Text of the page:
VALENCIA, Spain – Ford Motor Company is expanding its industry-leading 3-Wet paint capacity by adding the environmentally friendly process to its Valencia Assembly Plant in Spain.
Valencia is one of four plants globally that will get 3-Wet paint capacity in 2013, helping to reduce CO2 emissions by an estimated 15-25 percent at those facilities. Valencia will join Craiova in Romania as the second Ford of Europe facility to benefit from this state-of-the-art process.
Ford was the first automaker to implement the 3-Wet high-solids solvent-borne technology in 2007; it now has eight plants in Europe, North America and Asia Pacific equipped to use the process to paint vehicles. High-solids solvent-borne technology refers to a paint formulated to minimize solvents, resulting in a concentrated pigment and resin mixture with fewer volatile organic compounds (VOCs) released. The technology will be in place in 12 plants in 2013 then expand to additional facilities worldwide over the next four years.
“The 3-Wet paint process is significantly more advanced than conventional technologies in applying durable paints in a high-quality, environmentally sound and cost-efficient manner,” said Bruce Hettle, director of manufacturing engineering.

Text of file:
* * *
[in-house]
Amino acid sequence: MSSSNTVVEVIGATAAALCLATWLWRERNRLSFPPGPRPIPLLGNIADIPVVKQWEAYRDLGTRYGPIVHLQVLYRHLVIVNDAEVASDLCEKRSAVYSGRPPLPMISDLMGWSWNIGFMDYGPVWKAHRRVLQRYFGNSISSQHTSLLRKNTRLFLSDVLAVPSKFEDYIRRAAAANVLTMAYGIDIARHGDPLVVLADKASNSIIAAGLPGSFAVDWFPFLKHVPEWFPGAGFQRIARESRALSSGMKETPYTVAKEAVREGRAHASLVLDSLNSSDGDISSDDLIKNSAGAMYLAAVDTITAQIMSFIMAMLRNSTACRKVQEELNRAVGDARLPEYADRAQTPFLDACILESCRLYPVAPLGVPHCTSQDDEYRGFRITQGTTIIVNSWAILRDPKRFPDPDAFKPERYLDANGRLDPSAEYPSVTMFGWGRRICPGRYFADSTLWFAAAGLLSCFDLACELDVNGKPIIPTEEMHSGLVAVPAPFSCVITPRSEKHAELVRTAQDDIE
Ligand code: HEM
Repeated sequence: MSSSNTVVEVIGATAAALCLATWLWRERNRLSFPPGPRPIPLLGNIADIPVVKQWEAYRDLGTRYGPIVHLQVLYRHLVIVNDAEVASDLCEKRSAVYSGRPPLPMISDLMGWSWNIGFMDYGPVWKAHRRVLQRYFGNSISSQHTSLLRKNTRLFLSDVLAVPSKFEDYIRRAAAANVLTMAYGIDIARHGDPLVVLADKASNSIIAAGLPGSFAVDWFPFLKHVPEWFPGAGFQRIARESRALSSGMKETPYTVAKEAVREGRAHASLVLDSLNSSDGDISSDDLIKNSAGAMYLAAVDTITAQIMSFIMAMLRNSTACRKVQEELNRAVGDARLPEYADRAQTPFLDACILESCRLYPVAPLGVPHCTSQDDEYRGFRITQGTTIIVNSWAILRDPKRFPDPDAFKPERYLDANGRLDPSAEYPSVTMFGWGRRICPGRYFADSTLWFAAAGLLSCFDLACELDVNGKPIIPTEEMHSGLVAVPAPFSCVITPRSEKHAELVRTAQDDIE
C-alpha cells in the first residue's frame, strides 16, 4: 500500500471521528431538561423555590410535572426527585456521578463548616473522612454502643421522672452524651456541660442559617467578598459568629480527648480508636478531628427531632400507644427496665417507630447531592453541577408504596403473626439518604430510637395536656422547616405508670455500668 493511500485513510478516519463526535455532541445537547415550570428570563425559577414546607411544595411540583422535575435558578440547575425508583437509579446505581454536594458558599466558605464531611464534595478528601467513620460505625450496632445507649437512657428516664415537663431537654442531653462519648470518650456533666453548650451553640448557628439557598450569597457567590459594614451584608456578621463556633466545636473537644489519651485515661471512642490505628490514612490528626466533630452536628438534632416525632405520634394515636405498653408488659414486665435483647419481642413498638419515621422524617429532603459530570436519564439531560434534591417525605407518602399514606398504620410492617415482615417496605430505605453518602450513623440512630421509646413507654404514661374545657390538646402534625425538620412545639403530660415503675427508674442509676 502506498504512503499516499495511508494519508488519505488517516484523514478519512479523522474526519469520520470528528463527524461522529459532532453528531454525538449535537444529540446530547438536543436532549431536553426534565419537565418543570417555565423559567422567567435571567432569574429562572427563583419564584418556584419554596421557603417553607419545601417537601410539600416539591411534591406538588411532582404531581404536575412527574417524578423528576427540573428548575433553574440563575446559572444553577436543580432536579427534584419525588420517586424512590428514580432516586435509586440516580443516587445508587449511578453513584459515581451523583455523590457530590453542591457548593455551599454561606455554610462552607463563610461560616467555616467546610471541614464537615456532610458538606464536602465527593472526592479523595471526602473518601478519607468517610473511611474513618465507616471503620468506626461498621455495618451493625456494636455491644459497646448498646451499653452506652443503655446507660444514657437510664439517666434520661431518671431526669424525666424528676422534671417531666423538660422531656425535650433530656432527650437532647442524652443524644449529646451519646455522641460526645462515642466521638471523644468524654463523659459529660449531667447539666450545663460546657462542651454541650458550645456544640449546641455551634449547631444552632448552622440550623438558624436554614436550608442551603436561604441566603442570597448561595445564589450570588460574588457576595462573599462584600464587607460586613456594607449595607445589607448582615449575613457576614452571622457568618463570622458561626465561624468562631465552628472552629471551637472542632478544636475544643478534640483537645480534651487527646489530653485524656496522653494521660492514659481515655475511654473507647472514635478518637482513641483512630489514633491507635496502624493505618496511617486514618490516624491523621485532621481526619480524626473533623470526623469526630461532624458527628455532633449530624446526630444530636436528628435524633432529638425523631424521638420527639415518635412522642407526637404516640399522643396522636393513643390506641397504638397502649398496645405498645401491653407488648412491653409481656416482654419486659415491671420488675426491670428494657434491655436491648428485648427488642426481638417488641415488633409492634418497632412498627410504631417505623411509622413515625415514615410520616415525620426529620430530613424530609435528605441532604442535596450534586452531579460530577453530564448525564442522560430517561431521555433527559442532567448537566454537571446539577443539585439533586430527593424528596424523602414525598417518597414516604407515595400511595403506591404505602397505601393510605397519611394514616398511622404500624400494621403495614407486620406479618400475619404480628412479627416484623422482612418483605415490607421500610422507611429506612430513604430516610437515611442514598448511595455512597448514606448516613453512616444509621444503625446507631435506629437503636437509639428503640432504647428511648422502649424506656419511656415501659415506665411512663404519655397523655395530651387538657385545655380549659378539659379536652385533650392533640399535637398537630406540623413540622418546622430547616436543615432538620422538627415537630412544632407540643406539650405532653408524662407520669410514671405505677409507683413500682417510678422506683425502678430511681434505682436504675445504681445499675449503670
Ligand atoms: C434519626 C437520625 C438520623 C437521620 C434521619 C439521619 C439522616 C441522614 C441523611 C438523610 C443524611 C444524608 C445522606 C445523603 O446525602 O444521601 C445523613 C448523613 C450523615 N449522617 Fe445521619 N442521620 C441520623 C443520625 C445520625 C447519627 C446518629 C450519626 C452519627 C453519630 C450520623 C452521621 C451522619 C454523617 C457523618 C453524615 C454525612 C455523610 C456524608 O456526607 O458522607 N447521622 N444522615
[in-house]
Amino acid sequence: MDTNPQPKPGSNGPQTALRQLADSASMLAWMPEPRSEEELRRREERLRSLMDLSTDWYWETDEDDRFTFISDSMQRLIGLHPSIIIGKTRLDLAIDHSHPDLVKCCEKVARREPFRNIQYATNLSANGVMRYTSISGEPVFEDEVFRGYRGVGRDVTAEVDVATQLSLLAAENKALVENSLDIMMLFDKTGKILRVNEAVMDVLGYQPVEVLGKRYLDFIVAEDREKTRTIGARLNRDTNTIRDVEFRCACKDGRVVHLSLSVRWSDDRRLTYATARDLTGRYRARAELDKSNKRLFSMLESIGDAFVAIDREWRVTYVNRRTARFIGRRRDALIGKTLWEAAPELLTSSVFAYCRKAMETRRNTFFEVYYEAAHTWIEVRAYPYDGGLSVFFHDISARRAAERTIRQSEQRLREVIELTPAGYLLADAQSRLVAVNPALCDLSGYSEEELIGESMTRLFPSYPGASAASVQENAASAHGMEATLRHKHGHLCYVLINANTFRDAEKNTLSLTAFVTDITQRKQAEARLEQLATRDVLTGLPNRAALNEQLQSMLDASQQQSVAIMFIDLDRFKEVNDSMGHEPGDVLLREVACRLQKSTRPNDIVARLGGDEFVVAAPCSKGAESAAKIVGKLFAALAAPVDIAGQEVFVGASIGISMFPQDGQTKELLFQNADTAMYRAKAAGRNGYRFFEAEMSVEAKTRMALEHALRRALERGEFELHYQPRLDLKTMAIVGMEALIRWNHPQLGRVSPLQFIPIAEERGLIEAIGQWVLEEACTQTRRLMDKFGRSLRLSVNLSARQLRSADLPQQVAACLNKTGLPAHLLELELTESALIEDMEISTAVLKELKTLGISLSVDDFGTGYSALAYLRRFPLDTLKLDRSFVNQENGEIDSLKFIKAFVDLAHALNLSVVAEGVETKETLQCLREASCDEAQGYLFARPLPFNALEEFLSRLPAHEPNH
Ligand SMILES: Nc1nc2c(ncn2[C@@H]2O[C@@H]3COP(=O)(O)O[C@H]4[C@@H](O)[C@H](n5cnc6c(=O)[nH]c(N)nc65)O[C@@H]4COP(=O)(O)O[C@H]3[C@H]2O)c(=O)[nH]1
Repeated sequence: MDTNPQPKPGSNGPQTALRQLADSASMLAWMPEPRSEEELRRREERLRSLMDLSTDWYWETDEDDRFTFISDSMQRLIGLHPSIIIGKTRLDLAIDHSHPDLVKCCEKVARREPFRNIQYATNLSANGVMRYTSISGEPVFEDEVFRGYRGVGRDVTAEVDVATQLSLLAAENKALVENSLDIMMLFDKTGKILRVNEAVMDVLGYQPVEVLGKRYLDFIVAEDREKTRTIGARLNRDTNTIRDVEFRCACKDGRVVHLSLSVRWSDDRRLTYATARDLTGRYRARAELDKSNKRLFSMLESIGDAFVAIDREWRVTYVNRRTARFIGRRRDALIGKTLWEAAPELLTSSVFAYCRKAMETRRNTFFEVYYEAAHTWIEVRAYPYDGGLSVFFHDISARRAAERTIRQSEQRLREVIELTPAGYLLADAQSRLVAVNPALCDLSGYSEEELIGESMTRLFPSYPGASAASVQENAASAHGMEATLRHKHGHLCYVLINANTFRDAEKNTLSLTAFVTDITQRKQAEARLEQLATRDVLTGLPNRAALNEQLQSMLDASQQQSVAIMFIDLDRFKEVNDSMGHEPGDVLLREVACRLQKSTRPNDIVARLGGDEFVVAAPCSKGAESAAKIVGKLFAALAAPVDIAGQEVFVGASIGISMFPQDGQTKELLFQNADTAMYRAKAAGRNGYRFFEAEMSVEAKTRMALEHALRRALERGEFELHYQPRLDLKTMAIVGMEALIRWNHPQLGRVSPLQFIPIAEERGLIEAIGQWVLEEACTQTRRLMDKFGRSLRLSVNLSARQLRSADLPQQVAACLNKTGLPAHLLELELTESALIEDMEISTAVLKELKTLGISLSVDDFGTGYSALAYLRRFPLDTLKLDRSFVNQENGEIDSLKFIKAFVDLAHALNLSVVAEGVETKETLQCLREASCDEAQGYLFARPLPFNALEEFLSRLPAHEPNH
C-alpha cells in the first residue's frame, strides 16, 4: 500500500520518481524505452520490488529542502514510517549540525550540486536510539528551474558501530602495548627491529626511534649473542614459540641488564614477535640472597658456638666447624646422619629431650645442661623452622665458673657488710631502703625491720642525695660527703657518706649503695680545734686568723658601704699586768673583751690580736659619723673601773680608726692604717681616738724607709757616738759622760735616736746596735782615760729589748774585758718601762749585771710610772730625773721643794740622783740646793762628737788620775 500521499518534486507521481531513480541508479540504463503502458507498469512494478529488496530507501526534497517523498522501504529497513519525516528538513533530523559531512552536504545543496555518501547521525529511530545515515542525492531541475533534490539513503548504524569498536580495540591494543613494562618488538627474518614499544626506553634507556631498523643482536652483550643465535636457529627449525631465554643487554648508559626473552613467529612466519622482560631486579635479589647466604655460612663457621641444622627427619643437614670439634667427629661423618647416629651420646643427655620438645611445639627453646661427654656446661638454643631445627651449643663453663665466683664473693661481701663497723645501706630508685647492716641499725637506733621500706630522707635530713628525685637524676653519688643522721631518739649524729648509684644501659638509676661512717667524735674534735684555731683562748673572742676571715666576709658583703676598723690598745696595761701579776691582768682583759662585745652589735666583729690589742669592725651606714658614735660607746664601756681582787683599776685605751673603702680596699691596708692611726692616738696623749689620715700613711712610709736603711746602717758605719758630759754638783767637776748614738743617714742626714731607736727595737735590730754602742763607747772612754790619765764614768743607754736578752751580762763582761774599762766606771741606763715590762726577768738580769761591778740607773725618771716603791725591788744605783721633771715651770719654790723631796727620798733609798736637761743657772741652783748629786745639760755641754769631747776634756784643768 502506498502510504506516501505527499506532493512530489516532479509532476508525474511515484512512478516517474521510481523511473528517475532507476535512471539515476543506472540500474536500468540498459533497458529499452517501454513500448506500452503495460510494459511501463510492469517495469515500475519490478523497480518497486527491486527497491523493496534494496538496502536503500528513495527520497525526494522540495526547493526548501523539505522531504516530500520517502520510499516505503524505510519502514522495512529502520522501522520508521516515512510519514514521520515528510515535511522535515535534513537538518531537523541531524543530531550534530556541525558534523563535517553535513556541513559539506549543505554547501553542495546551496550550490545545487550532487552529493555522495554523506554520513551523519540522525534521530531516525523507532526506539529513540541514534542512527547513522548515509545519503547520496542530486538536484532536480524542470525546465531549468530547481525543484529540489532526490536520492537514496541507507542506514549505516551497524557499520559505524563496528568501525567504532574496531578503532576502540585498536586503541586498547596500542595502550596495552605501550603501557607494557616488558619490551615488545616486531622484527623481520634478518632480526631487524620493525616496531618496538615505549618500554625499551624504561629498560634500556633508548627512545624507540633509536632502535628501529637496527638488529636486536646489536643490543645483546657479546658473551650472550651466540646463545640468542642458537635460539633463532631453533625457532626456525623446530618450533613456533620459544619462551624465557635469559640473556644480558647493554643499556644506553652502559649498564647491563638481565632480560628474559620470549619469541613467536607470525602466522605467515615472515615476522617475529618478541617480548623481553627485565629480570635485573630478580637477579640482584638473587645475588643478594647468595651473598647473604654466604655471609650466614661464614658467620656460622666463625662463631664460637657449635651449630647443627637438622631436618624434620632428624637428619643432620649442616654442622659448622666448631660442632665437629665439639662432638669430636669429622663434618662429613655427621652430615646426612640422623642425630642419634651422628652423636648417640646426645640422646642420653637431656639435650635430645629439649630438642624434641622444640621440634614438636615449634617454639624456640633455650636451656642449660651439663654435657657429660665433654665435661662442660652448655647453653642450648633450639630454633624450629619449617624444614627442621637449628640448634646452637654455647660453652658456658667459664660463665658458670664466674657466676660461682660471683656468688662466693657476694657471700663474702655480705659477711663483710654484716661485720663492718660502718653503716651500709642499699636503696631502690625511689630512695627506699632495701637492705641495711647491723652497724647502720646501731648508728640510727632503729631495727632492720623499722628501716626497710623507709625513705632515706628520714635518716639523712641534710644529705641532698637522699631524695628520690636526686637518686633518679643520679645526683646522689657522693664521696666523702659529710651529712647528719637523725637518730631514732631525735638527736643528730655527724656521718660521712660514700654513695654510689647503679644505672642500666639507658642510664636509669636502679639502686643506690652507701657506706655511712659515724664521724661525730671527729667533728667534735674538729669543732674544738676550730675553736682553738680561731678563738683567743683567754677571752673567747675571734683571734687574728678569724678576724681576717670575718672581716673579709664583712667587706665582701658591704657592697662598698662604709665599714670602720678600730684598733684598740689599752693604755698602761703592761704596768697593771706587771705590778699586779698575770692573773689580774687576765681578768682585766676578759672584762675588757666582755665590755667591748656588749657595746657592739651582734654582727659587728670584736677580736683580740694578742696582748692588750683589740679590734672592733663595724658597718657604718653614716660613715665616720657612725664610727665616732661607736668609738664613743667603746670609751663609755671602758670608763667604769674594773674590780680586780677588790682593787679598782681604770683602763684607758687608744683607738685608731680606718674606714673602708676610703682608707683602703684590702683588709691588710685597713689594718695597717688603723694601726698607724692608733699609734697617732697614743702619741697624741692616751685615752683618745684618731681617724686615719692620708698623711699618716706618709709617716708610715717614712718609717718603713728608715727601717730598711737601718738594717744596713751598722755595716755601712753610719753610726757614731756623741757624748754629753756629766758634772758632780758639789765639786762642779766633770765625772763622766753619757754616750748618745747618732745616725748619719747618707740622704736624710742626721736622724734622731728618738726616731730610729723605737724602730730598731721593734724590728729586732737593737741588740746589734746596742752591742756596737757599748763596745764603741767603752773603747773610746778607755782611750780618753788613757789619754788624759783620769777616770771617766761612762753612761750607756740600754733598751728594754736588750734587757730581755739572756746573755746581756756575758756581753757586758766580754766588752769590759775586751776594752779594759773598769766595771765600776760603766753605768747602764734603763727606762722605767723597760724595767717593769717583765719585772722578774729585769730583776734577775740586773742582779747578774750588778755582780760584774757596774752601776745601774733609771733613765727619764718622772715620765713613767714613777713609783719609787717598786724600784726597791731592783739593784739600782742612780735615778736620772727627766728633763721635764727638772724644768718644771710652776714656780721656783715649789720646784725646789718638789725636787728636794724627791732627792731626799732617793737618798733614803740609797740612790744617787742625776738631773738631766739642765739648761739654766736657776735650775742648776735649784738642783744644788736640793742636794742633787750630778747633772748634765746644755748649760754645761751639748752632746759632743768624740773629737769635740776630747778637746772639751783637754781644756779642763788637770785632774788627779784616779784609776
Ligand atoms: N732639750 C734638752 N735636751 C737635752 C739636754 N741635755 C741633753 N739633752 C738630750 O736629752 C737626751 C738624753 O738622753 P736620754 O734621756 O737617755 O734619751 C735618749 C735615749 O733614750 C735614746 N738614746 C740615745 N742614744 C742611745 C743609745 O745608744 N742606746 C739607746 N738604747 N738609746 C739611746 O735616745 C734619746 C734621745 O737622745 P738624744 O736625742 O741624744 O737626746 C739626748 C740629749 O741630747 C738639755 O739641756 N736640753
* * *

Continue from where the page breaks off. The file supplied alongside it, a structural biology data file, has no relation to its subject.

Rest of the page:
The 3-Wet process derives its name from three layers of paint applied one after the other prior to earlier coats having cured. The process eliminates stand-alone primer application and a dedicated oven required in the conventional process that was used before. Advanced chemical composition of 3-Wet paint materials allows for the three layers of paint – primer, base coat and clear coat – to be applied while each layer is still wet.
The 3-Wet technology process means Ford can maintain the top quality characteristics its customers demand, including long-term durability and chip and scratch resistance.
How it works
Enabling the 3-Wet high-solids solvent-borne paint formulation technology is a combination of process and product developed by Ford and its suppliers. Together, they have created a superior system that saves 20-25 percent of process time. Due to the eliminated stand-alone primer application and dedicated oven – both reducing the paint booth size – Ford saves electricity from the blowers that circulate massive volumes of air through paint booths, and reduces its use of natural gas needed to heat the air and ovens. This results in significant reductions of CO2 emissions, as well as reductions in VOC compared to current medium-solids and solvent-borne paints.
Since the pilot launch at Ohio Assembly Plant in North America five years ago, Ford’s global 3-Wet paint process has reduced CO2 emissions by 15-25 percent and VOC emissions by 10 percent compared to either conventional high-solids solvent-borne or waterborne systems.